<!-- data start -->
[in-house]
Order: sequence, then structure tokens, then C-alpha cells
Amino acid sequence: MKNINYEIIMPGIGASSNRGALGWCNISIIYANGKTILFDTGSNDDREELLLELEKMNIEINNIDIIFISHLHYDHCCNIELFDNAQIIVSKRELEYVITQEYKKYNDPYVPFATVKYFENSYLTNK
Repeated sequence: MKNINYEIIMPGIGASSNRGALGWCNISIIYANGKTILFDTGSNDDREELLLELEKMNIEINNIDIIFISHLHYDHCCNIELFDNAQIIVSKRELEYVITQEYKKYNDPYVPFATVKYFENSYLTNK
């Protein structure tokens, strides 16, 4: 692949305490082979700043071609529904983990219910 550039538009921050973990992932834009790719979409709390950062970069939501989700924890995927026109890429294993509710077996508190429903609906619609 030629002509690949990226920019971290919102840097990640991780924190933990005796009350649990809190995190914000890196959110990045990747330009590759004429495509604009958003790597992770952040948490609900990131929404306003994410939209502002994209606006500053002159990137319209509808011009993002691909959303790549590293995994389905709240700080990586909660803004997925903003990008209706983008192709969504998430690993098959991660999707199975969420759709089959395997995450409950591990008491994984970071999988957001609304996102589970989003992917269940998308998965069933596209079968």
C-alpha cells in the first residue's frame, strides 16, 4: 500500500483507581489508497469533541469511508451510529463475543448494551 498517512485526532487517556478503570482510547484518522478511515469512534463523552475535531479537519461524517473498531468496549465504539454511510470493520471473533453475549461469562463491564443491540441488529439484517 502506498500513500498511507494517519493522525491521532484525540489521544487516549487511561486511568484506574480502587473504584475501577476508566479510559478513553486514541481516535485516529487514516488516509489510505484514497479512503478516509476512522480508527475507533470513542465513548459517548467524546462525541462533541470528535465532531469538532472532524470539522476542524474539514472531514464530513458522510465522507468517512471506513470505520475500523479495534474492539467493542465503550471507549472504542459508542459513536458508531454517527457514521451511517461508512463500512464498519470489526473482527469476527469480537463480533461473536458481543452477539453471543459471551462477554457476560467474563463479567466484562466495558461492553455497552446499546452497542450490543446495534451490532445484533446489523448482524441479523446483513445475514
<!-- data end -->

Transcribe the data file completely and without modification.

[in-house]
Order: sequence, then structure tokens, then C-alpha cells
Amino acid sequence: MKNINYEIIMPGIGASSNRGALGWCNISIIYANGKTILFDTGSNDDREELLLELEKMNIEINNIDIIFISHLHYDHCCNIELFDNAQIIVSKRELEYVITQEYKKYNDPYVPFATVKYFENSYLTNK
Repeated sequence: MKNINYEIIMPGIGASSNRGALGWCNISIIYANGKTILFDTGSNDDREELLLELEKMNIEINNIDIIFISHLHYDHCCNIELFDNAQIIVSKRELEYVITQEYKKYNDPYVPFATVKYFENSYLTNK
């Protein structure tokens, strides 16, 4: 692949305490082979700043071609529904983990219910 550039538009921050973990992932834009790719979409709390950062970069939501989700924890995927026109890429294993509710077996508190429903609906619609 030629002509690949990226920019971290919102840097990640991780924190933990005796009350649990809190995190914000890196959110990045990747330009590759004429495509604009958003790597992770952040948490609900990131929404306003994410939209502002994209606006500053002159990137319209509808011009993002691909959303790549590293995994389905709240700080990586909660803004997925903003990008209706983008192709969504998430690993098959991660999707199975969420759709089959395997995450409950591990008491994984970071999988957001609304996102589970989003992917269940998308998965069933596209079968």
C-alpha cells in the first residue's frame, strides 16, 4: 500500500483507581489508497469533541469511508451510529463475543448494551 498517512485526532487517556478503570482510547484518522478511515469512534463523552475535531479537519461524517473498531468496549465504539454511510470493520471473533453475549461469562463491564443491540441488529439484517 502506498500513500498511507494517519493522525491521532484525540489521544487516549487511561486511568484506574480502587473504584475501577476508566479510559478513553486514541481516535485516529487514516488516509489510505484514497479512503478516509476512522480508527475507533470513542465513548459517548467524546462525541462533541470528535465532531469538532472532524470539522476542524474539514472531514464530513458522510465522507468517512471506513470505520475500523479495534474492539467493542465503550471507549472504542459508542459513536458508531454517527457514521451511517461508512463500512464498519470489526473482527469476527469480537463480533461473536458481543452477539453471543459471551462477554457476560467474563463479567466484562466495558461492553455497552446499546452497542450490543446495534451490532445484533446489523448482524441479523446483513445475514